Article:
The Seagull Monologue
|The Seagull Monologue by Anton Chekhov|
NINA: Men and lions, eagles and partridges, antlered deer, geese, spiders, the silent fishes dwelling in the water, star-fish and tiny creatures invisible to the eye--these and every form of life, ay, every form of life, have ended their melancholy round and become extinct. . . . Thousands of centuries have passed since this earth bore any living being on its bosom. All in vain does yon pale moon light her lamp. No longer do the cranes wake and cry in the meadows; the hum of the cockchafers is silent in the linden groves. All is cold, cold, cold. Empty, empty, empty. Terrible, terrible, terrible. [A pause] The bodies of living beings have vanished into dust; the Eternal Matter has converted them into stones, into water, into clouds; and all their spirits are merged in one. I am that spirit, the universal spirit of the world. In me is the spirit of Alexander the Great, of Caesar, of Shakespeare, of Napoleon, and the meanest of the leeches. In me the consciousness of men is merged with the instinct of animals; I remember everything, everything, everything, and in myself relive each individual life. I am alone. Once in a hundred years I open my lips to speak, and my voice echoes sadly in this emptiness and no one hears. . . . You too, pale fires, you hear me not. . . . The corruption of the marsh engenders you towards morning, and you wander till the dawn, but without thought, without will, without throb of life. Fearing lest life should arise in you, the father of Eternal Matter, the Devil, effects in you, as in stones and water, a perpetual mutation of atoms; you change unceasingly. In all the universe spirit alone remains constant and unchanging. [A pause] Like a captive flung into a deep empty well, I know not where I am nor what awaits me. One thing only is revealed to me, that in the cruel and stubborn struggle with the Devil, the principle of material forces, it is fated that I shall be victorious; and thereafter, spirit and matter are to merge together in exquisite harmony and the reign of Universal Will is to begin. But that cannot be till, little by little, after a long, long series of centuries, the moon, the shining dog-star and the earth are turned to dust. . . . Till then there shall be horror and desolation. . . . Behold, my mighty antagonist, the Devil, approaches. I see his awful, blood-red eyes . . .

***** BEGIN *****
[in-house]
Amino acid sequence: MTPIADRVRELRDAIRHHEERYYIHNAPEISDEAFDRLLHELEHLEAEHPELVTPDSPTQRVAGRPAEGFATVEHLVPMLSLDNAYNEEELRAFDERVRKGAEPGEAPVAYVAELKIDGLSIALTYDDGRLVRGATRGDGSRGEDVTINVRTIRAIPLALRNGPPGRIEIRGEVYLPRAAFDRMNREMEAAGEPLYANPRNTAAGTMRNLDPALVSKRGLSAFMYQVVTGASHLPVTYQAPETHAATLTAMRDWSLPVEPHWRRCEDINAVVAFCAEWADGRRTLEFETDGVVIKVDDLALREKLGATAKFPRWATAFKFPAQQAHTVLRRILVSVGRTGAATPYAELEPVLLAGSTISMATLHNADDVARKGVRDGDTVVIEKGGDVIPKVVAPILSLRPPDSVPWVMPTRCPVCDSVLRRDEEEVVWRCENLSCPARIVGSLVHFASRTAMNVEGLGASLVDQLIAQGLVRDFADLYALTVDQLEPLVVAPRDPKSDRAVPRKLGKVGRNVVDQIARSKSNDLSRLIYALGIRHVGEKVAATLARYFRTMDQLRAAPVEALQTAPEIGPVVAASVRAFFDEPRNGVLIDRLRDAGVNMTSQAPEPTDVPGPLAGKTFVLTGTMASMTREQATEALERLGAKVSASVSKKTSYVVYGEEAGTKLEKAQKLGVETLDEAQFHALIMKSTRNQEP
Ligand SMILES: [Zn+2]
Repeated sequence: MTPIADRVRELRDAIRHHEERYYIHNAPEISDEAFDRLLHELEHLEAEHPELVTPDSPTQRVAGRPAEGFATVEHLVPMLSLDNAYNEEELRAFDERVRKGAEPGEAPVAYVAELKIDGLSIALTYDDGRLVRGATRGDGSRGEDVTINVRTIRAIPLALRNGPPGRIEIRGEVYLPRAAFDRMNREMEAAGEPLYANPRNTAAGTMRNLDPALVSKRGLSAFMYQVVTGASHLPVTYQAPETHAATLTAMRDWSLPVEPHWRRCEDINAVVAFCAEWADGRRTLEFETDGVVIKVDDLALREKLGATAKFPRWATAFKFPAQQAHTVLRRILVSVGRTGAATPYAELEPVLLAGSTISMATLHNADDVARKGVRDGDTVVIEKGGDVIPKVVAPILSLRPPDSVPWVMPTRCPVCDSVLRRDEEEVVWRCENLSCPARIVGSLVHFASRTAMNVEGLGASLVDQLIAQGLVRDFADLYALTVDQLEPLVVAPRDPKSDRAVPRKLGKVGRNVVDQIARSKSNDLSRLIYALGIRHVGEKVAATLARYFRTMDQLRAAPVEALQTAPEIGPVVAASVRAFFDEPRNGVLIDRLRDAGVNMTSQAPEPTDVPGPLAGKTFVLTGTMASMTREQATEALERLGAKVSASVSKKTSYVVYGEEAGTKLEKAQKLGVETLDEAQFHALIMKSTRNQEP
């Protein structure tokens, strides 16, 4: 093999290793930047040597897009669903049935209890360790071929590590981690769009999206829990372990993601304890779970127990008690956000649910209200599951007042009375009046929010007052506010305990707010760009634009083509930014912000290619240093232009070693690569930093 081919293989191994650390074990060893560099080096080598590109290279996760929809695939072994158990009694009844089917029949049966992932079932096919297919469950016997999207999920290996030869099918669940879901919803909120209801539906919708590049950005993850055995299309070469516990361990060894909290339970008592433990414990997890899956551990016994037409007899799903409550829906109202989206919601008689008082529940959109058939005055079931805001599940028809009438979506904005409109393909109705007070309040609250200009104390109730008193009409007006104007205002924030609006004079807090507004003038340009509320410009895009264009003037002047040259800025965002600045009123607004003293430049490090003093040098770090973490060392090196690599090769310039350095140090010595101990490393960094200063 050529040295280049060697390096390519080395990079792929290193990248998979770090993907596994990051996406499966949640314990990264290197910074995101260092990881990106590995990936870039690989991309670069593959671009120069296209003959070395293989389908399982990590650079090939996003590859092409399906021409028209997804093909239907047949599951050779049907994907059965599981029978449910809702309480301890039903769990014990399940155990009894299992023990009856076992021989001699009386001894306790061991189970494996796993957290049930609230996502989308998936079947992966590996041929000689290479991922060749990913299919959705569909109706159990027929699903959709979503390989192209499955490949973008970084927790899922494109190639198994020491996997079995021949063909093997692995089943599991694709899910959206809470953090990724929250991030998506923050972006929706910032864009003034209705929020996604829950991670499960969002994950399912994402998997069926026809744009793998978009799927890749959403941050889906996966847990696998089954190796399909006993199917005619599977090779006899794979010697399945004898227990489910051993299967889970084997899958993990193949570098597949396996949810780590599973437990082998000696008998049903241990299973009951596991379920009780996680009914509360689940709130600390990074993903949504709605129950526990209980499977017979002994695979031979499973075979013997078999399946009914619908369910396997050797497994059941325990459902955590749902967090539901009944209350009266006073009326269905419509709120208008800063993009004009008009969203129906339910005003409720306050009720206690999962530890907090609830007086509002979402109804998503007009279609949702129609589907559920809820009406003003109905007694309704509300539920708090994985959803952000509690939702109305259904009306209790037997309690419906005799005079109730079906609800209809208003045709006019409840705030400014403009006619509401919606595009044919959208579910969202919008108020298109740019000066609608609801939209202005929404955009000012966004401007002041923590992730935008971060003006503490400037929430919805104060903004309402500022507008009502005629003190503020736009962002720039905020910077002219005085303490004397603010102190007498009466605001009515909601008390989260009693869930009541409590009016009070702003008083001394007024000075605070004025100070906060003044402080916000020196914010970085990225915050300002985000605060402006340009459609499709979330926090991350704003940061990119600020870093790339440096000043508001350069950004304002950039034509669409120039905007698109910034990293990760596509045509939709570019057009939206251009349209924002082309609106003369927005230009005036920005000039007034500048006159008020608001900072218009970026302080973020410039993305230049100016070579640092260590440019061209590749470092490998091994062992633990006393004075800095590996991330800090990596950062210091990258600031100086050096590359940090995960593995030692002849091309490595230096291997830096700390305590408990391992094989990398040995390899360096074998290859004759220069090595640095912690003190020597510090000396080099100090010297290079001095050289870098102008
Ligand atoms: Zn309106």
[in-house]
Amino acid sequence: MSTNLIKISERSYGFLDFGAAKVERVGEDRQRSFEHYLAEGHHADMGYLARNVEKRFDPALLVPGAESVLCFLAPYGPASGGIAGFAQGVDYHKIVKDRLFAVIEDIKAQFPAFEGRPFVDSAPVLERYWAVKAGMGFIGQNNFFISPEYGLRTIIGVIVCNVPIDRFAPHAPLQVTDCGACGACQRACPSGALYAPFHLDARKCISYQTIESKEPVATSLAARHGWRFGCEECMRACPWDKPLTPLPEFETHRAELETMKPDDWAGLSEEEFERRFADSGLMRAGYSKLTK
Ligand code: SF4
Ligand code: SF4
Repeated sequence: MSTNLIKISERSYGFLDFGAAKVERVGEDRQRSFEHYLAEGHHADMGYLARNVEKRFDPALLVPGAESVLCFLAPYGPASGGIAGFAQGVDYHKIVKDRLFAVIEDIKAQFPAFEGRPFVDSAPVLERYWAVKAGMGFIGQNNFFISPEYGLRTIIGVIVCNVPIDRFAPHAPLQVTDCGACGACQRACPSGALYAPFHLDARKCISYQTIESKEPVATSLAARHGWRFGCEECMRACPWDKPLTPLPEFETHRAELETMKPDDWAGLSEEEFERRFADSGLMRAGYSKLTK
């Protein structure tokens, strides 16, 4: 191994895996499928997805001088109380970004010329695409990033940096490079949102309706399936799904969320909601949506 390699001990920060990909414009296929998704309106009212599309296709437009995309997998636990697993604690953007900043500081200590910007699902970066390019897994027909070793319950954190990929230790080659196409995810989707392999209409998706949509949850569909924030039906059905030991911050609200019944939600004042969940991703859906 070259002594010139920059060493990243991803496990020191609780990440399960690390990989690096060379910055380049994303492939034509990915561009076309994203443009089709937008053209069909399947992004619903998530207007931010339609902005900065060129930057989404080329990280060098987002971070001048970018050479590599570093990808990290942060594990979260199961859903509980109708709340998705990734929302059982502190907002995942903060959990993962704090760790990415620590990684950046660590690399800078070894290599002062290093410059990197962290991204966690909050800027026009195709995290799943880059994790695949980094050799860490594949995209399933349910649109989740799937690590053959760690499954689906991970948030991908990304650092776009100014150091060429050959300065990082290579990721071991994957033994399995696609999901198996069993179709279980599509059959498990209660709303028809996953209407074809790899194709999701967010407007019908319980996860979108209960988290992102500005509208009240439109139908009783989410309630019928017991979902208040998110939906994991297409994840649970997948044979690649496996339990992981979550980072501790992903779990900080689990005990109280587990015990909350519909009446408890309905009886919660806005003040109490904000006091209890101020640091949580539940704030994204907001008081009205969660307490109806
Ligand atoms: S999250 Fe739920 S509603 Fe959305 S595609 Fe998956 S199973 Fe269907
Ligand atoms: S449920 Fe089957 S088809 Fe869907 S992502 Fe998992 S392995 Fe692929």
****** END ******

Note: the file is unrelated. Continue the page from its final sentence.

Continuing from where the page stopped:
Credits: Reprinted from Two Plays of Tchekhof. Trans. George Calderon. London: Grant Richards Ltd., 1912.